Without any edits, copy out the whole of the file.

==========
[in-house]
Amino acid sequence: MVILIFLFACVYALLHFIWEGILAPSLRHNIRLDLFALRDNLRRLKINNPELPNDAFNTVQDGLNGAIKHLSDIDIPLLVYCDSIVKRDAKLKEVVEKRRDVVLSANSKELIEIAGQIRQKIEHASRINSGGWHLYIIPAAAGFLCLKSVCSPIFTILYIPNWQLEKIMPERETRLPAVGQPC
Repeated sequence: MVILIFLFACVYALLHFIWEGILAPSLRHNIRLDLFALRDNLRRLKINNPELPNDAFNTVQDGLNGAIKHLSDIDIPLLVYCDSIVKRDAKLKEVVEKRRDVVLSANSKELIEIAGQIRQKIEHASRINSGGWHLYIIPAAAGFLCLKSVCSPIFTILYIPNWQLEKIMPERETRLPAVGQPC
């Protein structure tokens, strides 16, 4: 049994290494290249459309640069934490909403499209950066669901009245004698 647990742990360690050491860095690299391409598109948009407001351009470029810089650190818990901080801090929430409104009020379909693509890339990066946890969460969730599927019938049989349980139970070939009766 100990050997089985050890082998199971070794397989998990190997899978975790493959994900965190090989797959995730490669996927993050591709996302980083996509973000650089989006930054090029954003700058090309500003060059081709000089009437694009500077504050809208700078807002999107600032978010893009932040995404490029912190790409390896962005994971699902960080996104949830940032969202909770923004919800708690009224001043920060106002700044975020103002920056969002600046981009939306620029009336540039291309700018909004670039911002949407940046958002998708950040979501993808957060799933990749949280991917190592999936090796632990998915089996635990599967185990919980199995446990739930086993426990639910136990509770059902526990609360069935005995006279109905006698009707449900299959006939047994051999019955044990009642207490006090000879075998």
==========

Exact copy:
[in-house]
Amino acid sequence: MVILIFLFACVYALLHFIWEGILAPSLRHNIRLDLFALRDNLRRLKINNPELPNDAFNTVQDGLNGAIKHLSDIDIPLLVYCDSIVKRDAKLKEVVEKRRDVVLSANSKELIEIAGQIRQKIEHASRINSGGWHLYIIPAAAGFLCLKSVCSPIFTILYIPNWQLEKIMPERETRLPAVGQPC
Repeated sequence: MVILIFLFACVYALLHFIWEGILAPSLRHNIRLDLFALRDNLRRLKINNPELPNDAFNTVQDGLNGAIKHLSDIDIPLLVYCDSIVKRDAKLKEVVEKRRDVVLSANSKELIEIAGQIRQKIEHASRINSGGWHLYIIPAAAGFLCLKSVCSPIFTILYIPNWQLEKIMPERETRLPAVGQPC
């Protein structure tokens, strides 16, 4: 049994290494290249459309640069934490909403499209950066669901009245004698 647990742990360690050491860095690299391409598109948009407001351009470029810089650190818990901080801090929430409104009020379909693509890339990066946890969460969730599927019938049989349980139970070939009766 100990050997089985050890082998199971070794397989998990190997899978975790493959994900965190090989797959995730490669996927993050591709996302980083996509973000650089989006930054090029954003700058090309500003060059081709000089009437694009500077504050809208700078807002999107600032978010893009932040995404490029912190790409390896962005994971699902960080996104949830940032969202909770923004919800708690009224001043920060106002700044975020103002920056969002600046981009939306620029009336540039291309700018909004670039911002949407940046958002998708950040979501993808957060799933990749949280991917190592999936090796632990998915089996635990599967185990919980199995446990739930086993426990639910136990509770059902526990609360069935005995006279109905006698009707449900299959006939047994051999019955044990009642207490006090000879075998």